Legislature bans credit card universal default

Right before the legislature recessed for the summer, both houses reached an agreement on legislation that would prohibit credit card companies from raising interest rates on a credit card if a customer makes a late payment on a different card.
The bill, which legislators are calling “first in the nation,” would effectively end the practice known as universal default on the 30 million credit cards New York residents currently hold. Nearly half of U.S. banks use universal default, enabling them to increase credit cardholders’ interest rates as high as 40 percent.
Assemblymember Audrey Pheffer, who chairs the Committee on Consumer Affairs and Protection, said the legislation not only attempts to protect consumers from credit card companies using late payments to other credit cards as a reason to increase interest rates, but also to prevent late payments on telephone or utility bills as an impetus to rise interest rates.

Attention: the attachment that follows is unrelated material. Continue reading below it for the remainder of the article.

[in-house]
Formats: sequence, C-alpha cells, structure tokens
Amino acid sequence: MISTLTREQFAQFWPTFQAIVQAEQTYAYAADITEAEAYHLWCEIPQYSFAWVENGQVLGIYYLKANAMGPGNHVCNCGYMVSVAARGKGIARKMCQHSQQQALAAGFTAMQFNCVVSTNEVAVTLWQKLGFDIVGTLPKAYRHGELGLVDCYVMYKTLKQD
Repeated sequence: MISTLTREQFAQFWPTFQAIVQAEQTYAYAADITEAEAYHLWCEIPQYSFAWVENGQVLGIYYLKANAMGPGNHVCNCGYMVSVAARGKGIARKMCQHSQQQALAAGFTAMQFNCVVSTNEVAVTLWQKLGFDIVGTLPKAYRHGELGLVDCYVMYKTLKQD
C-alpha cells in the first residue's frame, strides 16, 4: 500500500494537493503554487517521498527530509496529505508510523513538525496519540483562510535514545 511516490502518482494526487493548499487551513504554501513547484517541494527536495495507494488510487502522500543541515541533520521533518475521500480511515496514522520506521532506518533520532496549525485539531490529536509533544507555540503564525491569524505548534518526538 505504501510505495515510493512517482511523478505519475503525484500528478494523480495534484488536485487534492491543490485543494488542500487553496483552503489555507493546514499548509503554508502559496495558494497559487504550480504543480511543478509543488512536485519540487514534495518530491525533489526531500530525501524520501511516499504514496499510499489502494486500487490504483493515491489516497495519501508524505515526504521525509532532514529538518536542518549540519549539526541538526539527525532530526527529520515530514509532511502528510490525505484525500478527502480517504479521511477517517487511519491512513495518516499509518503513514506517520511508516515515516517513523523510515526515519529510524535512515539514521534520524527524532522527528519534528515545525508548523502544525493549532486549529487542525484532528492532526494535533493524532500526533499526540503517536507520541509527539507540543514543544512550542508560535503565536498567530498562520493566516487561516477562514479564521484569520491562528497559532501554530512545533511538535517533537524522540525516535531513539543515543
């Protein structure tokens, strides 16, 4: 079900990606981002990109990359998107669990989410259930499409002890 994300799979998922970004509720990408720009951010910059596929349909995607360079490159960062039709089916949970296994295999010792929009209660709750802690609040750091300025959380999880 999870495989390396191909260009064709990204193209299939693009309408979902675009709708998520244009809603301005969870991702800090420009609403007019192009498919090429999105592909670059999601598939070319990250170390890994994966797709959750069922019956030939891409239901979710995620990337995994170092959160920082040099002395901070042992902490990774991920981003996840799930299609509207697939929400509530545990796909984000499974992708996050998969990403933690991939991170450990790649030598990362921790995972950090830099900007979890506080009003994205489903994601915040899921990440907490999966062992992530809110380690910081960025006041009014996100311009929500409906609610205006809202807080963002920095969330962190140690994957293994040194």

After the legislation passed in the Assembly, Pheffer said the Senate made minor, technical alterations to the bill and passed it.
“Under universal default, if you miss a payment to one credit card, your interest rates on all your other cards can soar,” said Senator Charles Fuschillo, Chair of the Senate’s Committee on Consumer Protection. “That practice is simply unfair to consumers and has helped to drive up credit card debt for New Yorkers. This measure will help to move the credit card industry in a more consumer-friendly direction.”
Meanwhile, Pheffer said federal legislators are looking to eliminate universal default, but she hopes Governor Eliot Spitzer will sign this legislation so it could be used as a model for federal and other state legislators.

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